The Nation of Islam under Mr. Farrakhan has other practices that set it apart. It does not follow sharia law, the sacred rules of Islam based on the Koran and the Sunnah, or sayings of the Prophet. Further, it teaches that black scientists created the universe and the Koran, that Earth is over 76 trillion years old and that a great U.F.O. called the Mother Plane will come to destroy the United States.
Those teachings continue to put the group outside mainstream Islam, said Zaher Sahloul, chairman of the Council of Islamic Organizations of Greater Chicago.
Mr. Farrakhan’s re-emergence since the fighting erupted in Libya is a reminder that in the public domain he is seen as a nationalist leader as much as a religious one, Professor Mamiya said.
“Farrakhan has a different claim on the black community,” Mr. Mamiya said. “He’s never been beholden to the broader Muslim community.”
Mr. Farrakhan’s goal has long been “black liberation,” a choice of words that mirrors Colonel Qadaffi’s pan-African vision. The Nation has been aligned with the colonel for decades, since it received a $3 million loan from him in 1972 to remake a Greek Orthodox church on the South Side into Mosque Maryam, the group’s current headquarters.
The rebellion against Colonel Qaddafi has given Mr. Farrakhan a chance to bring his own agenda back into public debate. During the speech in which he defended the colonel, Mr. Farrakhan also expressed his hope for “a state or territory of our own.”
The speech was a reminder of Mr. Farrakhan’s continued appeal. At the group’s annual conference in 2009, the rapper Snoop Dogg praised Mr. Farrakhan’s speeches and all but converted. “People are still attracted to the charisma,” Mr. Mamiya said.
The question facing the group now is whether Mr. Farrakhan has laid adequate plans for succession. He has mandated that official control of the organization will shift to the Council of Leaders after he departs or dies, but there is no single leader who seems capable of matching the charismatic leadership of Mr. Farrakhan and his predecessors.
Ishmael Muhammad, a council member and son of Elijah Muhammad, is sometimes considered the most likely successor.
“The Nation has always been attracted to charismatic figures,” Mr. Mamiya said. “Whether it’s going to hold or another leader will emerge from the council is a big question.”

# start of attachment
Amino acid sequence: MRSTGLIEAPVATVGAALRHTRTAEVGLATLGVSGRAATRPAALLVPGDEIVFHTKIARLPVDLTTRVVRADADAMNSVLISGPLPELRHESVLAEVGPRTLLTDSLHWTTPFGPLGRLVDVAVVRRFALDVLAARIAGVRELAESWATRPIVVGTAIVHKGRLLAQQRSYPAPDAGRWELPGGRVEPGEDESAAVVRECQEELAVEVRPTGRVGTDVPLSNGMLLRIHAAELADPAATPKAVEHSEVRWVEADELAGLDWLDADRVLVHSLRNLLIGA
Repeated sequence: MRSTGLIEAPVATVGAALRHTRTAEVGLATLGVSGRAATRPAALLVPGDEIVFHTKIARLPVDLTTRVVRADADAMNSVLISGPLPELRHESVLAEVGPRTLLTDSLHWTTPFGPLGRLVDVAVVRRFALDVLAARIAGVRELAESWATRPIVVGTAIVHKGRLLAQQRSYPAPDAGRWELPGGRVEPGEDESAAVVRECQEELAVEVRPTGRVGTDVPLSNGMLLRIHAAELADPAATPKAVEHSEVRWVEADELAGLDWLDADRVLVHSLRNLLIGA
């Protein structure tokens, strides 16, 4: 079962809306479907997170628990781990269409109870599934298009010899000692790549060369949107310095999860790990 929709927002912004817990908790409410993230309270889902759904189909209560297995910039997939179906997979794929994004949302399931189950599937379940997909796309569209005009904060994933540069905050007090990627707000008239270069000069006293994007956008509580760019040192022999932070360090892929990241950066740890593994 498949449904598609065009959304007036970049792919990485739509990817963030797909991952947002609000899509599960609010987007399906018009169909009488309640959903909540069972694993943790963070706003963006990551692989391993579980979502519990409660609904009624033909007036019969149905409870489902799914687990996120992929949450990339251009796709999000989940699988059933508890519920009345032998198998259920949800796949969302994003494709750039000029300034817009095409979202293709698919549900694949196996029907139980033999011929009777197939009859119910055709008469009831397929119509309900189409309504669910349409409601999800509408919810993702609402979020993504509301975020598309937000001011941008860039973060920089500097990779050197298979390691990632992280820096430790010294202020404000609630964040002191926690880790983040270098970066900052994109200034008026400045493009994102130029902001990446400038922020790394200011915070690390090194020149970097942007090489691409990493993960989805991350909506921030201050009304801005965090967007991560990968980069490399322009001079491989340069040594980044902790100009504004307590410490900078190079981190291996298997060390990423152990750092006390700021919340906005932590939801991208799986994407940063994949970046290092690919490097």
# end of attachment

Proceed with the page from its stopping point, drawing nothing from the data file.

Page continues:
That question has become a matter of interest to the federal government. In December 2009, the Justice Department revealed that the Department of Homeland Security monitored the Nation of Islam in 2007, and that its Office of Intelligence and Analysis had prepared a document, “Nation of Islam: Uncertain Leadership Succession Poses Risk.”
Charles E. Allen, who was then the under secretary for intelligence and analysis at the department, later softened this view. “The organization — despite its highly volatile and extreme rhetoric — has neither advocated violence nor engaged in violence,” Mr. Allen wrote in 2008. “Moreover, we have no indications that it will change goals and priorities, even if there is a near-term change in the Nation’s leadership.”
Professor Curtis said he believed that in the long term the Nation of Islam would become more about black empowerment and less about Islam.
“Even if parts of its unique theology are abandoned,” he said, “its emphasis on self-help, black pride, economic independence and political self-determination are likely to be incorporated in whatever denominational forms emerge from the Nation of Islam movement.”
Most congregants declined to comment as they left Mosque Maryam on Stony Island Avenue after a recent meeting. But Maurice Mohammad, a longtime member, responded when asked what he thought of the defense of Colonel Qaddafi. “I agree with what our leader says,” he said.
Then a Nation of Islam representative approached, and escorted him away.
originally ran in the NY Times, 10 April, 2011